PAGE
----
Frontal sinus

Frontal sinus
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Frontal sinus Definition

It refers to one of the two air-filled cavities in the frontal bone. In Latin, it is also referred to as “Sinus Frontales”.

Frontal sinus Location

The frontal sinuses are located within the lamina of the frontal bone. These can be found behind the superciliary arches, between the bones of the skull and face.

Picture of Frontal sinus

Picture 1 – Frontal sinus

Frontal Sinus Description

Frontal Sinuses are membranous and are lined by mucosa. Their shape and size vary among individuals. Usually, these are absent at the time of birth. However, they are often found to be quite well developed by the time an individual reaches his or her seventh and eighth years. The sinuses attain full size after puberty. The bone tissue begins to ossify only at about two years of age. Until then, a recess can rarely be detected. Naturally, this structure is not apparent on radiograph images before that time.

These sinuses are mostly asymmetrical. The septum present between them often diverts to either side of the middle line. While the development of sinus begins in the womb, only the ethmoid and maxillary sinuses are found to be present at birth. Around 5% of individuals are seen to have an absence of frontal sinuses.

On an average, the sinuses measure 28 mm (height) by 24 mm (breadth) by 20 mm (depth). These make up a space of 6-7 ml. Each of the sinuses opens into the anterior section of the matching middle meatus of the nose. They open through the frontonasal duct which crosses the anterior segment of the ethmoid labyrinth. Then, these structures open into the hiatus semilunaris situated in the middle meatus.

Frontal Sinus Function

The Frontal Sinuses drain through the Ethmoid Sinuses into the nose. The sinus, through its rich mucus production, is an important part of the air filtration system of the nose. Thus, it serves as an essential component of the immune defense. Sinal and Nasal mucosae comprise of cilia that help transport mucus to the choanae and ultimately to the stomach. The thick upper layers of nasal mucus contain sufficient amounts of antibacterial proteins, antibodies and immune cells and serve to trap bacteria as well as other tiny particles that try to enter the body through the nose. The thinner layers located underneath provide a substrate where the cilia can move and use its debris to make the upper layer move towards the choanae through the ostia.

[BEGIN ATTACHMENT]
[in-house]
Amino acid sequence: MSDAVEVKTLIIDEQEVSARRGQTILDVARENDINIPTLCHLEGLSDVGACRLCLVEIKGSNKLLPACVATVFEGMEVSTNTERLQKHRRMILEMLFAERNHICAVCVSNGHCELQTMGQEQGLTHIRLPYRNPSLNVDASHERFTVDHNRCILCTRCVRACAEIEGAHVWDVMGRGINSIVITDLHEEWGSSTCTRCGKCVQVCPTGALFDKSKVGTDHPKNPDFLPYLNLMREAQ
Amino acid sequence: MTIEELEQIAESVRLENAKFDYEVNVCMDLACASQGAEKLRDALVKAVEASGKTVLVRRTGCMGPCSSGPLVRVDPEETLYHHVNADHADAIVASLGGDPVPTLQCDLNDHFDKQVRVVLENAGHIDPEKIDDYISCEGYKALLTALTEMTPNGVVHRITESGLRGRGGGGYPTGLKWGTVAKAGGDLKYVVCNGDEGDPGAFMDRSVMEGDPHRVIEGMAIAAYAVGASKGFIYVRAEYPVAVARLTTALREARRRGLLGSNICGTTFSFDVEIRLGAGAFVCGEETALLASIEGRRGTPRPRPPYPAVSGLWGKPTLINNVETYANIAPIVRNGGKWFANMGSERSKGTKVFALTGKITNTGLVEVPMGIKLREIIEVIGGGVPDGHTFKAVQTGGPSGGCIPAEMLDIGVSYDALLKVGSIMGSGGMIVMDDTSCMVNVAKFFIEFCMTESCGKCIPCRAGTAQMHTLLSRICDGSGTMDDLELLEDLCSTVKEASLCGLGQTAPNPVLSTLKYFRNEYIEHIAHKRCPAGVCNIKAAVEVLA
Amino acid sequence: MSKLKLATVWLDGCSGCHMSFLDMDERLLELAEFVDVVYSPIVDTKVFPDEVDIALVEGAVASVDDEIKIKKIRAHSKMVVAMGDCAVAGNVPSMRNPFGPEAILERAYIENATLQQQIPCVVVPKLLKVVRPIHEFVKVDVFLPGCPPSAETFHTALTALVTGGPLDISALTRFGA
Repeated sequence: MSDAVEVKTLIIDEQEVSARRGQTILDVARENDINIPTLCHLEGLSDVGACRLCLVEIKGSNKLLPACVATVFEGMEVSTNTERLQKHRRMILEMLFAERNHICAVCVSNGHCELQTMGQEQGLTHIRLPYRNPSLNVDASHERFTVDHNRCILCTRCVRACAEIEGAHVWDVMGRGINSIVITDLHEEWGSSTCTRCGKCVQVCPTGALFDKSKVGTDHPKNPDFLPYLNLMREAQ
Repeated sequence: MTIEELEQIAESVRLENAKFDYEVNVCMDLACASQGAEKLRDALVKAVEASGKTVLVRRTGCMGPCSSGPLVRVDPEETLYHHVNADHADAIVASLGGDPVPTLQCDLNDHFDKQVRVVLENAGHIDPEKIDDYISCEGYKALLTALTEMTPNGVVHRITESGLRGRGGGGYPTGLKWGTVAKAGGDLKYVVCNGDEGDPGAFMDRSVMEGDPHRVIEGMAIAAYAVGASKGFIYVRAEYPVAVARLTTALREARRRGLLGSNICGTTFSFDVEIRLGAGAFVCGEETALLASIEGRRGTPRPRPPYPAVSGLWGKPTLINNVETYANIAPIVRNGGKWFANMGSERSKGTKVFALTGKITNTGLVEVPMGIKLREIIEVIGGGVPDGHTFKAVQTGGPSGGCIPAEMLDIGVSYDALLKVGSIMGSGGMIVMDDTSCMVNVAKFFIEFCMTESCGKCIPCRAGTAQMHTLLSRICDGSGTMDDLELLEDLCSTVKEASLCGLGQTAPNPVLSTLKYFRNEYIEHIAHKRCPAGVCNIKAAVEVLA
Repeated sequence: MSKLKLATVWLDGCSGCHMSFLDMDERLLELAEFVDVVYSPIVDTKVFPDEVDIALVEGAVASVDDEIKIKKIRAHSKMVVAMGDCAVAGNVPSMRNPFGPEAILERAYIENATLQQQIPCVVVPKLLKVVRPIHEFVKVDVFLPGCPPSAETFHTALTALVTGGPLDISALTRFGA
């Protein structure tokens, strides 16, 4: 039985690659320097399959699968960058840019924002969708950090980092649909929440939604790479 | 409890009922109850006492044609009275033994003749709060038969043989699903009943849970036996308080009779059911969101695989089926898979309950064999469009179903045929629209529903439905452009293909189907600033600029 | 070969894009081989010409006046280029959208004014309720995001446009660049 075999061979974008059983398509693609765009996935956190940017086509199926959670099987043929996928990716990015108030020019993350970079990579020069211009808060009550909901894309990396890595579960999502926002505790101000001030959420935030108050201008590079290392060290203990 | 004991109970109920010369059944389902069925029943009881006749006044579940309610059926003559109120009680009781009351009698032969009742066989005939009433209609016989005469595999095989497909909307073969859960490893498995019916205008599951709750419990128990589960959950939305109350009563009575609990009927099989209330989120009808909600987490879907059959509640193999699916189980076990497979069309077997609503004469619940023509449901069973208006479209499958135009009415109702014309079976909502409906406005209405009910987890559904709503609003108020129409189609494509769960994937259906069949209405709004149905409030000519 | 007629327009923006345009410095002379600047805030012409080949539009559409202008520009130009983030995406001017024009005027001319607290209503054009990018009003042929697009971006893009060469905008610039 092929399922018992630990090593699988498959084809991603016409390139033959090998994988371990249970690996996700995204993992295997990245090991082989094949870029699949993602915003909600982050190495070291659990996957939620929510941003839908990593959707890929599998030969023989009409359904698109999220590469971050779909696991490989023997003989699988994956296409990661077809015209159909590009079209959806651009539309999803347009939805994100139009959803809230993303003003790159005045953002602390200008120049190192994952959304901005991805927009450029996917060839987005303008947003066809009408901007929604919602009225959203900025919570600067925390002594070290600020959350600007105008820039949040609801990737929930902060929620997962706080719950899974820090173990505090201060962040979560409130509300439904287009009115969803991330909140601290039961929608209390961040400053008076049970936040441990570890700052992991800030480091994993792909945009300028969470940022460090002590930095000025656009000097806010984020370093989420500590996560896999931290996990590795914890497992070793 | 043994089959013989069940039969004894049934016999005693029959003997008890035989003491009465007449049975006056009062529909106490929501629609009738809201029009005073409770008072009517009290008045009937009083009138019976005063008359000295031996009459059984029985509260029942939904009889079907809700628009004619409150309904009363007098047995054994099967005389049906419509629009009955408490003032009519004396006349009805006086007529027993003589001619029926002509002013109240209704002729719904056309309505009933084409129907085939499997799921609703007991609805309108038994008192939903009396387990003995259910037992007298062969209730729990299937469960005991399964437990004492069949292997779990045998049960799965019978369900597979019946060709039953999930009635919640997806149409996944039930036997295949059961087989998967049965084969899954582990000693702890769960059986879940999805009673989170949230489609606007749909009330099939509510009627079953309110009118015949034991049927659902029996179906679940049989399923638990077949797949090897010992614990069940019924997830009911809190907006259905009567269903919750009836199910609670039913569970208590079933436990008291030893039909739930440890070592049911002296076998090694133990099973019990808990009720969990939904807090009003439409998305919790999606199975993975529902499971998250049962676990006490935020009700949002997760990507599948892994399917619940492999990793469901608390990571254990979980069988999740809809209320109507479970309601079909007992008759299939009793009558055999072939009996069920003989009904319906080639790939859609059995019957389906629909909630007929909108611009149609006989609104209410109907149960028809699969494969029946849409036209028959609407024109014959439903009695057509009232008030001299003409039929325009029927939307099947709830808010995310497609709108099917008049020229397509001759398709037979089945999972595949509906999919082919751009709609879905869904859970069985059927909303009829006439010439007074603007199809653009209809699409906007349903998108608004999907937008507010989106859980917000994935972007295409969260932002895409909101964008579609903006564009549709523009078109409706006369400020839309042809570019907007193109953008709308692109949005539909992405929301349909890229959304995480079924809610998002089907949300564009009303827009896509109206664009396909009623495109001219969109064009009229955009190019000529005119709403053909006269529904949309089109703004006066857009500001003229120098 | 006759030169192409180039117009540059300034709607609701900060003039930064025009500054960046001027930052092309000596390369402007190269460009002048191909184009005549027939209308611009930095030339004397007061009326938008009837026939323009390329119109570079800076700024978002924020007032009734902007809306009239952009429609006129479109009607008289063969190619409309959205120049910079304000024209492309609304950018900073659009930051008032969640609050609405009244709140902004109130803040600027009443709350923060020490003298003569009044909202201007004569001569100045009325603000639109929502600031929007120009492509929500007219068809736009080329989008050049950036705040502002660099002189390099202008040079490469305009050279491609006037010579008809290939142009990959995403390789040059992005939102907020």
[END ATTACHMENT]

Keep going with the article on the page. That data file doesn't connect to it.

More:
Frontal Sinusitis

This is a condition affecting the sinuses and is characterized by a swelling of the Frontal or Ethmoid Sinuses. It is usually caused due to a blockage or obstruction of the Ethmoid Sinuses. An Ethmoid Sinus obstruction typically results in a swelling of the Frontal Sinuses and leads to impaired mucus drainage. A buildup of mucus secretions within the warm, moist and dark sinuses boosts the development of infectious agents.

The mucous membrane in the frontal sinus is supplied with nerves by the supraorbital nerve. The supraorbital nerve transports the postganglionic parasympathetic nerve fibers which help in the secretion of mucous from the ophthalmic nerve. These are also supplied by the anterior ethmoidal artery and supraorbital artery.

Due to its closeness to the orbit and cranial cavity, inflammation of the frontal sinus may also cause other severe complications part from Frontal Sinusitis. These include disorders like:

  • Epidural abscess
  • Meningitis
  • Orbital cellulitis
  • Subdural abscess

Frontal sinus Pictures

These Frontal sinus images provide a rough view of how these airy cavities look like. You may find these Frontal sinus photos quite useful for reference.

Image of Frontal sinus

Picture 2 – Frontal sinus Image

Photo of Frontal sinus

Picture 3 – Frontal sinus Photo

References:

http://www.sinus-pro.com/frontal_sinuses.asp

http://www.mesothelioma-asbestosis.info/Lung-Diseases/frontal-sinusitis

http://www.ajnr.org/content/24/8/1618.full

http://www.utsouthwestern.edu/utsw/cda/dept28151/files/286310.html

 

Last modified on September 1st, 2017 at 8:34 am

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